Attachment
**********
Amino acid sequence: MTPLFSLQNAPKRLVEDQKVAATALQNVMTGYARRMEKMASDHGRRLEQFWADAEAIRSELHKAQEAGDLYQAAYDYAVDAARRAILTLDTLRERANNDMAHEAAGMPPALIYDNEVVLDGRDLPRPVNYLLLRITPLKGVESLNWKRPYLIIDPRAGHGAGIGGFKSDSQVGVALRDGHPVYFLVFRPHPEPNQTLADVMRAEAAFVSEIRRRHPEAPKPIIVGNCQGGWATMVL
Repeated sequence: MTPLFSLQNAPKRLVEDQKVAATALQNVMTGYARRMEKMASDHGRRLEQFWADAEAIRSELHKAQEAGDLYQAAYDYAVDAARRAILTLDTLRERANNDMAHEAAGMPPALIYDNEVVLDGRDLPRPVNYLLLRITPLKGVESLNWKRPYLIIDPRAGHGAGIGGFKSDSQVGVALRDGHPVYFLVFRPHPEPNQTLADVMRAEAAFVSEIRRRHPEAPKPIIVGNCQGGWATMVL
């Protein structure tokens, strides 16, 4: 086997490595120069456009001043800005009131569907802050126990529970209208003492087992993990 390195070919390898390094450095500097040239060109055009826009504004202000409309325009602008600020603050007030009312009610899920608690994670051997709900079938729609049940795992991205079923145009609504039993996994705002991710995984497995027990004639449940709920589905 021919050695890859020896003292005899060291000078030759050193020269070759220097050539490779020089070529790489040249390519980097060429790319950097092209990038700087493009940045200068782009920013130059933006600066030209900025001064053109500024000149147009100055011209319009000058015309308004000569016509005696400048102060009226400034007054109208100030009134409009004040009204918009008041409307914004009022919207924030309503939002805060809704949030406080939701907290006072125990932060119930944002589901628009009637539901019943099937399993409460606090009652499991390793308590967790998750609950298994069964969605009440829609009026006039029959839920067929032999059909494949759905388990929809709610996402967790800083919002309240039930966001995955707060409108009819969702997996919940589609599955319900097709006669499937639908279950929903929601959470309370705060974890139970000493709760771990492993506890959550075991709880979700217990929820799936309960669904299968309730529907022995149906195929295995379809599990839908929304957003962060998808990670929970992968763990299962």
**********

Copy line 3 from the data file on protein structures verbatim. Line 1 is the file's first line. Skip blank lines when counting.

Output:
């Protein structure tokens, strides 16, 4: 086997490595120069456009001043800005009131569907802050126990529970209208003492087992993990 390195070919390898390094450095500097040239060109055009826009504004202000409309325009602008600020603050007030009312009610899920608690994670051997709900079938729609049940795992991205079923145009609504039993996994705002991710995984497995027990004639449940709920589905 021919050695890859020896003292005899060291000078030759050193020269070759220097050539490779020089070529790489040249390519980097060429790319950097092209990038700087493009940045200068782009920013130059933006600066030209900025001064053109500024000149147009100055011209319009000058015309308004000569016509005696400048102060009226400034007054109208100030009134409009004040009204918009008041409307914004009022919207924030309503939002805060809704949030406080939701907290006072125990932060119930944002589901628009009637539901019943099937399993409460606090009652499991390793308590967790998750609950298994069964969605009440829609009026006039029959839920067929032999059909494949759905388990929809709610996402967790800083919002309240039930966001995955707060409108009819969702997996919940589609599955319900097709006669499937639908279950929903929601959470309370705060974890139970000493709760771990492993506890959550075991709880979700217990929820799936309960669904299968309730529907022995149906195929295995379809599990839908929304957003962060998808990670929970992968763990299962």